Typewriter: c.1963 Remington Holiday

How clueless, photography-challenged people can take good typewriter photos in three easy steps

Filed under: photography, typewriters — olivander May 6, 2009 @ 12:21 pm

In response to a reader’s request, here is a general outline of how I go about photographing my typewriters. By observing a few easy guidelines, I believe that anyone can achieve similar results. I don’t have any fancy equipment; my studio is the top of my basement clothes dryer, and my camera is a Nikon Coolpix point-and-shoot.

First, you need a typewriter. If you do not have a typewriter, I’m sorry, but you have more problems than I can help you with.

1. Make your typewriter look good. I don’t mean just cleaning it, although that should be done as well. Wiping down the machine with a light coat of Pledge or Old English will give it a nice shine. To eliminate background distractions and make your typewriter the focus of attention, place your typewriter on a plain white surface, like posterboard. As it turns out, this is helpful for the last step.

2. Photograph your typewriter under the best possible conditions. You should have good, bright light. I can’t emphasize enough how important good lighting is to good photographs. Either shoot outside on a sunny day or underneath a soft, white indoor light. (I shoot mine underneath daylight-replicating fluorescent lights made for reptile enclosures, available at most pet stores.) A regular, bare light bulb is both too yellow and too harsh. Avoid using camera flash. Use a tripod or some other stable surface combined with a remote release or self-timer to eliminate shake. Close down the aperture as small as it will go for the sharpest detail. Don’t worry about long exposure times; you have a tripod.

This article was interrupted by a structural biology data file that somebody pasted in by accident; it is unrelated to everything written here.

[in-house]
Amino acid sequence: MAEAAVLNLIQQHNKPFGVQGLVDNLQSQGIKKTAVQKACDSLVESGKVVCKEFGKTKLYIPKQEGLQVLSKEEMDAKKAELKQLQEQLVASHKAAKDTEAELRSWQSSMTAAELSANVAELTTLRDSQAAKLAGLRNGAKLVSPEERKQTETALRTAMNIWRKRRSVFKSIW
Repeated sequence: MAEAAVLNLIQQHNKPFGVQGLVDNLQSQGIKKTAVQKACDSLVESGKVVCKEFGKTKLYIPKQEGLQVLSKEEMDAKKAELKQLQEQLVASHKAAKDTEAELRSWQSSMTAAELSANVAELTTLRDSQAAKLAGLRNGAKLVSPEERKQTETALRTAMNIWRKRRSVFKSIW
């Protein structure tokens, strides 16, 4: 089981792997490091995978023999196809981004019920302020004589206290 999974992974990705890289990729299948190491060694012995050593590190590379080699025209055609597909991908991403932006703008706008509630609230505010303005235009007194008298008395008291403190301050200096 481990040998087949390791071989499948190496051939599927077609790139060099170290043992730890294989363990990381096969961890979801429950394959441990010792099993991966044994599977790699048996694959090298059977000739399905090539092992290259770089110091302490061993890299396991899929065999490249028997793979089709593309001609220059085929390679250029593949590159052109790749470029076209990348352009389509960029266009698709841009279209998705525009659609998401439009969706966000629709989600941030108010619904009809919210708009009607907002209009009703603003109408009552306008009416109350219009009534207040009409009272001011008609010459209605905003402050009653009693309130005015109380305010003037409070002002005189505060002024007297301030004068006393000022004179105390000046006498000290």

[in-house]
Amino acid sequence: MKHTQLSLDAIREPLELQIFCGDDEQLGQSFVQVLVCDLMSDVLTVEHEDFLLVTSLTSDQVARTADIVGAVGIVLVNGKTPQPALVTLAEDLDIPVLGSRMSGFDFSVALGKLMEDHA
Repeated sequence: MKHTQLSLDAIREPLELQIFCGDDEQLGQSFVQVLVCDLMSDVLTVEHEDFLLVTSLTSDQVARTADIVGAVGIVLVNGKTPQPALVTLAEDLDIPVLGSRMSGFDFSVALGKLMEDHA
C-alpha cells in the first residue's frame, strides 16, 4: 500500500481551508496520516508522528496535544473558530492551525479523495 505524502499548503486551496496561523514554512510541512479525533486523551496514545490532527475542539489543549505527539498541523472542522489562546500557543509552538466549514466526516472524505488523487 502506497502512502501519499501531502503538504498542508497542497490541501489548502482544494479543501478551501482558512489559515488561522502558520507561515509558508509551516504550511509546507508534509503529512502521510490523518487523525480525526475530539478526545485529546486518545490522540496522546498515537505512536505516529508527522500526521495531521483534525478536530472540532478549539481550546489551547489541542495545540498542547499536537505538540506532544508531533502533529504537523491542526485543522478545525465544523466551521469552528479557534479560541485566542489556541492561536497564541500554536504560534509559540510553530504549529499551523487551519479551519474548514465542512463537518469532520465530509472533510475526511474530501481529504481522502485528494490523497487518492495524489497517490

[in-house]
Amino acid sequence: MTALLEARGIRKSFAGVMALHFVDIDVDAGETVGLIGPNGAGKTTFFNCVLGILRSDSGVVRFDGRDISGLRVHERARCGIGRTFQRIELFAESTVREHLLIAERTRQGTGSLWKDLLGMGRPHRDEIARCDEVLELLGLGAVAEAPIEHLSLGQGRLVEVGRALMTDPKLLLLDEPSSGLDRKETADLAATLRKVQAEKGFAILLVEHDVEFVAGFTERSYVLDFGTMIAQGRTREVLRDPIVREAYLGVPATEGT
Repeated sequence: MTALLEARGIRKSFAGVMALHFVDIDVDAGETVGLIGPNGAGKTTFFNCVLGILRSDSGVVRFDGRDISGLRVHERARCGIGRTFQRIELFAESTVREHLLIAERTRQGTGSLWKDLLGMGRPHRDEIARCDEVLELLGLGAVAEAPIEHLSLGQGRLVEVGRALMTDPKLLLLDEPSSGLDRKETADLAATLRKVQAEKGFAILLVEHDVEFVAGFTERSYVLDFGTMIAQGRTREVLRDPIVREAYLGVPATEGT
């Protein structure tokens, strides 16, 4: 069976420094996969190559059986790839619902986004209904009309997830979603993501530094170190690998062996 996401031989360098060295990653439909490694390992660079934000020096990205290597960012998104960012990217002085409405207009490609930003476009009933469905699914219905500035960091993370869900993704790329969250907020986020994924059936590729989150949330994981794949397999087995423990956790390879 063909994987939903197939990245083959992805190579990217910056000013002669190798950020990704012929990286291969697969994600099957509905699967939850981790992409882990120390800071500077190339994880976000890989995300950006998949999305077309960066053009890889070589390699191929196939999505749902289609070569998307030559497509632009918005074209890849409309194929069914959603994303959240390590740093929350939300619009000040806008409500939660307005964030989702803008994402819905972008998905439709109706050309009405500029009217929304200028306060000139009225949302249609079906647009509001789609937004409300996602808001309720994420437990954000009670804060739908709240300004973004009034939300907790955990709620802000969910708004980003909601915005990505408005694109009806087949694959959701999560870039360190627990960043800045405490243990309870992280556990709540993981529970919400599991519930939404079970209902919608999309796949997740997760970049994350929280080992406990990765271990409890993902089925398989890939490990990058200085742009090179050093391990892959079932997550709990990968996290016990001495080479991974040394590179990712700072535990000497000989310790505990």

3. Adjust your photo’s colors. Ideally, you set your camera’s white balance before you took the photo, but you can rarely avoid having to do some color-correction. I use Photoshop, but most of these adjustments can be done in almost any photo editing software.

Set your white point based on the background posterboard. I prefer to use Curves over Levels because unlike Levels, Curves doesn’t destroy pixel data.

Bring out the machine’s details by lightening the shadows. About 10% works for me most of the time. Too much lightening of shadows or darkening of highlights can make your photo look like one of those crappy HDR jobs, and you don’t want that–unless you like crappy HDR jobs, in which case see my comment about not having a typewriter.

Even lighting with sunlight or using indoor lighting filters will result in a little yellow cast. Go into Color Balance and adjust the sliders until the blacks look closer to true black. Deep black reflects highlights as blue, so I shift the colors closer to the blue spectrum.

Sharpen the picture just a bit.

This isn’t absolutely everything I do in post, but these basic steps ought to be enough for anyone to take great-looking typewriter photos.